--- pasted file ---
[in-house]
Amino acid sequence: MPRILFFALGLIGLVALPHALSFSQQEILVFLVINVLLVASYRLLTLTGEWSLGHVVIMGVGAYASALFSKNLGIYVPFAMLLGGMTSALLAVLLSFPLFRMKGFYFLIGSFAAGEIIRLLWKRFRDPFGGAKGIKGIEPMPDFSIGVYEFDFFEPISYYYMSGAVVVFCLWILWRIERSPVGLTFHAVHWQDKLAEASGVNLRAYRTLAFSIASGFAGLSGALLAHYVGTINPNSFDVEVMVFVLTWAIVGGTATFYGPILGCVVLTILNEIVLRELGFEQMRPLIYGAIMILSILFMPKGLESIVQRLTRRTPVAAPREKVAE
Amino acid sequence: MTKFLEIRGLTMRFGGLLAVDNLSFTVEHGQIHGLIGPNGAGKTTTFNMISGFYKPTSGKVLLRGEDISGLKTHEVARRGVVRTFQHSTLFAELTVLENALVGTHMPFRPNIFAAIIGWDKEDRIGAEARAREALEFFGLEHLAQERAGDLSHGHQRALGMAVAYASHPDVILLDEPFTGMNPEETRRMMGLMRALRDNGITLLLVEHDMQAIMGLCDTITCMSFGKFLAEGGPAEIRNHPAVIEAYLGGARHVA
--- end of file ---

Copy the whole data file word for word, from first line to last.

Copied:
[in-house]
Amino acid sequence: MPRILFFALGLIGLVALPHALSFSQQEILVFLVINVLLVASYRLLTLTGEWSLGHVVIMGVGAYASALFSKNLGIYVPFAMLLGGMTSALLAVLLSFPLFRMKGFYFLIGSFAAGEIIRLLWKRFRDPFGGAKGIKGIEPMPDFSIGVYEFDFFEPISYYYMSGAVVVFCLWILWRIERSPVGLTFHAVHWQDKLAEASGVNLRAYRTLAFSIASGFAGLSGALLAHYVGTINPNSFDVEVMVFVLTWAIVGGTATFYGPILGCVVLTILNEIVLRELGFEQMRPLIYGAIMILSILFMPKGLESIVQRLTRRTPVAAPREKVAE
Amino acid sequence: MTKFLEIRGLTMRFGGLLAVDNLSFTVEHGQIHGLIGPNGAGKTTTFNMISGFYKPTSGKVLLRGEDISGLKTHEVARRGVVRTFQHSTLFAELTVLENALVGTHMPFRPNIFAAIIGWDKEDRIGAEARAREALEFFGLEHLAQERAGDLSHGHQRALGMAVAYASHPDVILLDEPFTGMNPEETRRMMGLMRALRDNGITLLLVEHDMQAIMGLCDTITCMSFGKFLAEGGPAEIRNHPAVIEAYLGGARHVA